We released a new version of Roon OS (for ROCK and Nucleus), and while the majority of installs were fine, a small number were left not-booting.
With Roon OS 1.0.221, our primary goal was to implement support for NUC10 devices with ROCK, which included the requirement of updating the Linux kernel. In recent months we’ve seen an increase in requests for this support, and @danny stated last month that this build was in more advanced testing outside our company’s lab:
This Roon OS build was with our alpha testers for nearly a month, and was running without issue on 50 to 60 devices of various models and configuration. In addition to this alpha testing, our 5 person QA team performed extensive systematic testing on a wide range of hardware, as is our standard for these types of releases. Our non-QA staff had also been running this at home on our Nucleus and ROCK devices during this time without any problem.
Ultimately our testing resulted in no sign of any issues. We released Roon OS 1.0.221 in the hopes of fulfilling the numerous requests we’ve received about NUC10 support.
Within 2 hours of release about 1,000 users updated to Build 221 and, at that time, we’d just seen 3 reports of problems coming in that we began to investigate. After 12 hours the number of users updating was over 5,000, and we’d received about 20 reports of problems.
Our development, QA, and support team spent the entirety of the day investigating the reports for this issue that appeared to be affecting roughly 0.4% of Roon OS users to understand what was causing this problem.
After hours of investigating and gathering data, our development team began working with a few users who were kind enough to try some beta builds of Roon OS to help us resolve the problem. After several beta builds were tested today, we received unanimous reports of success from one build, which has been released to stable.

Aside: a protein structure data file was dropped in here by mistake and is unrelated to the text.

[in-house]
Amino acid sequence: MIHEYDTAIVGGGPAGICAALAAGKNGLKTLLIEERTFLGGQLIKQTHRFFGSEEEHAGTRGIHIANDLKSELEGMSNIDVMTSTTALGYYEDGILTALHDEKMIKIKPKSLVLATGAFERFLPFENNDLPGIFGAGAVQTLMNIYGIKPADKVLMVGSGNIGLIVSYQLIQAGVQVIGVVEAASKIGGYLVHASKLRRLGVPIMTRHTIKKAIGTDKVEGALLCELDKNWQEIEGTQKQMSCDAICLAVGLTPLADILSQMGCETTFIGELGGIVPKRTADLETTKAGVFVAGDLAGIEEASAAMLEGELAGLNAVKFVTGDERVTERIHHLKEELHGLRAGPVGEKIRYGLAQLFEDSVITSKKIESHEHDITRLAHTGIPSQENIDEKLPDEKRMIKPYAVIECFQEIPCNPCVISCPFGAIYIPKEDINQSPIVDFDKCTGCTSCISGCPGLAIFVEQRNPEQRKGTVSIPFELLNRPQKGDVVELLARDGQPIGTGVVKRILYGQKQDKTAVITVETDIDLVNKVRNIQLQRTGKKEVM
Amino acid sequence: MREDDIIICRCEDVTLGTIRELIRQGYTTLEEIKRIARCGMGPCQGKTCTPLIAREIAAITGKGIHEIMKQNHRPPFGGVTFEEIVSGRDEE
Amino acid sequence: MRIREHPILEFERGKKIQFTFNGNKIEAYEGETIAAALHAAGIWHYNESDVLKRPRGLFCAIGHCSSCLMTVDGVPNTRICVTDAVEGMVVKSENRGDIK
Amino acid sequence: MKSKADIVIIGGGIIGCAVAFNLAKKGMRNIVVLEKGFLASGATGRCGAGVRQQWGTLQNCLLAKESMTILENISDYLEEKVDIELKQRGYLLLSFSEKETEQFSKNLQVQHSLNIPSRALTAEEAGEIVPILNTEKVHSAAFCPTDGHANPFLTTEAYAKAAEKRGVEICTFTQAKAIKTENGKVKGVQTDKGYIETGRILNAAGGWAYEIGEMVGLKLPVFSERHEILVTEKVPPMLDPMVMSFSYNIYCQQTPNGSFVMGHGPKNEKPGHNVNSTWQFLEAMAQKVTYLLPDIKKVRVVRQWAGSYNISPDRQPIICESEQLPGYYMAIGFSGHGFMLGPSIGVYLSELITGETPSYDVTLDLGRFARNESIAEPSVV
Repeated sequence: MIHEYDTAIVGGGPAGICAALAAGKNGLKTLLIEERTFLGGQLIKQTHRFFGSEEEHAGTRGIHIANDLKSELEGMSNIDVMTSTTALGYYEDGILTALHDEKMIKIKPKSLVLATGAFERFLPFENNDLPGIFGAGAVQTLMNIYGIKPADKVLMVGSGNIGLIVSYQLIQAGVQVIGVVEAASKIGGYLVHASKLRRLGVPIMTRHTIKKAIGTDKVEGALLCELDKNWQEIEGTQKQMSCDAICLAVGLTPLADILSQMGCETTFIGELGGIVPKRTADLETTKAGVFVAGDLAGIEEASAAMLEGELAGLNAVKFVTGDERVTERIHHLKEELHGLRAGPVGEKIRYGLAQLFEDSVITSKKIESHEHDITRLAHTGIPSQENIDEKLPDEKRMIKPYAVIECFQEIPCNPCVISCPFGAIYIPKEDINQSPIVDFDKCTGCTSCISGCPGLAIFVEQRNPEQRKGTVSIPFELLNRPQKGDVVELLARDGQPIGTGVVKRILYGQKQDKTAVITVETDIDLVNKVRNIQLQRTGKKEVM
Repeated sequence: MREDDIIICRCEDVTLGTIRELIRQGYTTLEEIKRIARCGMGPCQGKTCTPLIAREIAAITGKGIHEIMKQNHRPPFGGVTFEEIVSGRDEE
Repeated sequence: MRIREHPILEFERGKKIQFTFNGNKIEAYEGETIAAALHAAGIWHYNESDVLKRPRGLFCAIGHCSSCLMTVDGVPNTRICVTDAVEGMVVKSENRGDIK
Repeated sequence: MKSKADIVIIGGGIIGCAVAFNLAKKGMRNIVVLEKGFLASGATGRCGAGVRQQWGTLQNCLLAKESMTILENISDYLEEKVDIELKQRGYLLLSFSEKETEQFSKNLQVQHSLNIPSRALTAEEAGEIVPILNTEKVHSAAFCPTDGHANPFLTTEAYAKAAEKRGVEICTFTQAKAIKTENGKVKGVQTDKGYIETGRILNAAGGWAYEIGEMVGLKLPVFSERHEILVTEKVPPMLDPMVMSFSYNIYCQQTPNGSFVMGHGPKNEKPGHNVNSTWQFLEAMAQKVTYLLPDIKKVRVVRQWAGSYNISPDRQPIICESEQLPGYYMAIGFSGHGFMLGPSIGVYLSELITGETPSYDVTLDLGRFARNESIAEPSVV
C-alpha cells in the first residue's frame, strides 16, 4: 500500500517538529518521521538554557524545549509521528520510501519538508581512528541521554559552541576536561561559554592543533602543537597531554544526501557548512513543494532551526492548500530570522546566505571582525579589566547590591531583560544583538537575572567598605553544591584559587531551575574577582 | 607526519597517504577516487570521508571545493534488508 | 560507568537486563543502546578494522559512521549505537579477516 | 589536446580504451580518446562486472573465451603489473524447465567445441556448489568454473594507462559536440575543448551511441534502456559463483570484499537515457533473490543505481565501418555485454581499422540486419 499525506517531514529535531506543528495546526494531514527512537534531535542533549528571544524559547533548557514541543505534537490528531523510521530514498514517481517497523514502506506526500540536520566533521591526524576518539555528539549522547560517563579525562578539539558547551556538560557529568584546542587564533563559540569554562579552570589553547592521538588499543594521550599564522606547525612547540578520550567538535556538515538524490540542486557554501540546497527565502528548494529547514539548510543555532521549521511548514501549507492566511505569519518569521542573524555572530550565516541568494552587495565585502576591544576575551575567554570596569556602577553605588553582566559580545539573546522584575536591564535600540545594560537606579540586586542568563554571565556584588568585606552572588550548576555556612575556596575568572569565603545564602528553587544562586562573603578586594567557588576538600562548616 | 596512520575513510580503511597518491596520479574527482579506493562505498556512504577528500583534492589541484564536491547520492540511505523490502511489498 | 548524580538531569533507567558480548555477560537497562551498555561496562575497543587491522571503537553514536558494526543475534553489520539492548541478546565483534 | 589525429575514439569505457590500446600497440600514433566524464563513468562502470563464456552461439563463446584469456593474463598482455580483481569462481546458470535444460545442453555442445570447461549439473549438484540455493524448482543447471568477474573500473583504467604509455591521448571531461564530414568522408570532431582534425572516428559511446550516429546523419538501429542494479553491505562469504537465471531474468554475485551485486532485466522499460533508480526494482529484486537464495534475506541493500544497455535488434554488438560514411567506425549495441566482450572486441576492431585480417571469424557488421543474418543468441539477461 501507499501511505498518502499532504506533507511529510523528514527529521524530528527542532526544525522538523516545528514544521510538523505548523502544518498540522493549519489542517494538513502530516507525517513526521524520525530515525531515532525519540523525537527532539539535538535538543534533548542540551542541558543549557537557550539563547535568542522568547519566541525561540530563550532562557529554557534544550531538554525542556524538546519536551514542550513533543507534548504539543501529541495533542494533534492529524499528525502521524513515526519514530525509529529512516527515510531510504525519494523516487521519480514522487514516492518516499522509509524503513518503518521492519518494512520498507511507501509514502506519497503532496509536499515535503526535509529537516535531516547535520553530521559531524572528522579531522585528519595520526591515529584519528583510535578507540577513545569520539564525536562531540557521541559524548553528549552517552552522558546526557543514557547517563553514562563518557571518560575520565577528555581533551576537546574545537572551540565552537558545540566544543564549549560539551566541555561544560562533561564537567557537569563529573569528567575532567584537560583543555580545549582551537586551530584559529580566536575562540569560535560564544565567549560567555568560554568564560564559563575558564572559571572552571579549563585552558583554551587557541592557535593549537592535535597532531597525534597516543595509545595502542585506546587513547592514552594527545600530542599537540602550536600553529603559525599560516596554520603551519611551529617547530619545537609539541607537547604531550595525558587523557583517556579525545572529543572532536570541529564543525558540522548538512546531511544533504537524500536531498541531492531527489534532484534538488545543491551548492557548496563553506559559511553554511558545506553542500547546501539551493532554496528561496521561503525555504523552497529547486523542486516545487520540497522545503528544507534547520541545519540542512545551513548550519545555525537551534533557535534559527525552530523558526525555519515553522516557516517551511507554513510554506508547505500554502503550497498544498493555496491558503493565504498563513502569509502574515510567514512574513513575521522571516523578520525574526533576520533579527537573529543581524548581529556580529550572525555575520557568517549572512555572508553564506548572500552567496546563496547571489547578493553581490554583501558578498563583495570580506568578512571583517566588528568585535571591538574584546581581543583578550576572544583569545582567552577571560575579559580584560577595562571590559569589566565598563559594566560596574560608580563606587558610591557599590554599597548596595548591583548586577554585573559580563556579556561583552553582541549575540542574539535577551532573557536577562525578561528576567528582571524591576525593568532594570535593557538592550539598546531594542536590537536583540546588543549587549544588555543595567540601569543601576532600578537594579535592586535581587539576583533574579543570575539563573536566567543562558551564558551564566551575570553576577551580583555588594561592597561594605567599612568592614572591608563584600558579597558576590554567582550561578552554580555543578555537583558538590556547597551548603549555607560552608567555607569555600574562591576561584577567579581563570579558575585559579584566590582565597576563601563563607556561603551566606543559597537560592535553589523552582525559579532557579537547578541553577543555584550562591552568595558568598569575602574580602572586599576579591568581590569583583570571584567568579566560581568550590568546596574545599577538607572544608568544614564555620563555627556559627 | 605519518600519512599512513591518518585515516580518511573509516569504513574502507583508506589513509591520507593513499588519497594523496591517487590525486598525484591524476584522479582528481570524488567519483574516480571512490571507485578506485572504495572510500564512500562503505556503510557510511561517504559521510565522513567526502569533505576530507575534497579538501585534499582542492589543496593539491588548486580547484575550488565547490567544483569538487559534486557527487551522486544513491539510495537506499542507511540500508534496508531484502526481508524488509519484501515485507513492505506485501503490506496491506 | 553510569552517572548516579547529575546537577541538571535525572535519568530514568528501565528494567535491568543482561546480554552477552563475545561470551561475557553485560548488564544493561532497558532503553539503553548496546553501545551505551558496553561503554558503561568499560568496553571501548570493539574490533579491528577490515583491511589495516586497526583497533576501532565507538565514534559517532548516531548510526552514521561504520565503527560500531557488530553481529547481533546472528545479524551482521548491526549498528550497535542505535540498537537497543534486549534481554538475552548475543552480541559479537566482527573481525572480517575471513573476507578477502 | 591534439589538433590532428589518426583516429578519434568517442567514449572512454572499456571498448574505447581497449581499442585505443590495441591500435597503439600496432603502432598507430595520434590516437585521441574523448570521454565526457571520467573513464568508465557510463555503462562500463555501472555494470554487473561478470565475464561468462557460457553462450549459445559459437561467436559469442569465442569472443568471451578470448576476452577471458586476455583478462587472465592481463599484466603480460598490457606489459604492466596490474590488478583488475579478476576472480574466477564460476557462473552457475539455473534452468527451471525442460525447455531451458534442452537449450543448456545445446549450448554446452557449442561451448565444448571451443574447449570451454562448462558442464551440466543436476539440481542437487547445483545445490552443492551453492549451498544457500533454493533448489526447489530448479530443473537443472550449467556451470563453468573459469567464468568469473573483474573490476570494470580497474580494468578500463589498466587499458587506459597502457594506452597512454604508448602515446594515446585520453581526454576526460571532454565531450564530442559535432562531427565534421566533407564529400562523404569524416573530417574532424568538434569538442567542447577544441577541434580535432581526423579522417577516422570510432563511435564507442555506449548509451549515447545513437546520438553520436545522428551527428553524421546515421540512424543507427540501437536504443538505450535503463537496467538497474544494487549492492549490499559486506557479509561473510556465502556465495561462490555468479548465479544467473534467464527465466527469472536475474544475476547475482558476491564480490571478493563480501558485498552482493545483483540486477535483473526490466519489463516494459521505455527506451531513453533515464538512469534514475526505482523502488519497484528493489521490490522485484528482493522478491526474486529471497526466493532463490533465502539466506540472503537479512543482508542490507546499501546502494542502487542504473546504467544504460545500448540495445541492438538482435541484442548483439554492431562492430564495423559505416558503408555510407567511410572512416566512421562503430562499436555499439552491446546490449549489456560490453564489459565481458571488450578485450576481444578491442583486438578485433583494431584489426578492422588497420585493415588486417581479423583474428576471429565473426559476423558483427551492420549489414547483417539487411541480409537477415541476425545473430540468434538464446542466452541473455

The maintainers of the Linux Kernel made some changes in this version to be more strict about standards compliance for NVMe drives. It appears that a tiny fraction of SSD units were “dinged” by this change, and the kernel was refusing to interoperate with them. This prevented Roon OS from seeing the drive during installation and startup.
Why didn’t we test with this hardware that was affected?
We did test it, but our hardware didn’t exhibit this issue. This makes sense given the relative rarity of this issue. In our QA lab, there are devices that match the exact RAM, SSD, and NUC as affected users, and none of them exhibited the issue. Even after receiving reports from users, we were never able to reproduce in-house. It’s hard to say why this is, possibly a revision of the chips, or just slight performance or firmware-version differences between SSDs. It is clear that there are variations even among the same hardware that were affected while others were not.
Next steps for those affected
For those running ROCK, you’ll want to download the latest version here and run the recovery function. Note that if you install instead of recover, your database and settings will be lost, so it’s important you choose the correct option.
After running the recovery, everything should function properly again.
Nucleus can be resolved using the same method outlined above. The primary difference is that with Nucleus you want to take extra care to use the recovery options and not install. Installing RoonOS over the current Nucleus firmware can lead to further issues.
For step by step instructions, please see this article. The only difference is that, instead of installing, just choose the recovery option and you’ll be all set!
Important Note - If you have an internal SSD for storage, please disconnect this drive before recovering
If you have any issues please let us know!
If you didn’t already take this update, or if you updated previously with no issues, you don’t have to take any of the steps outlined above and all should be functioning properly.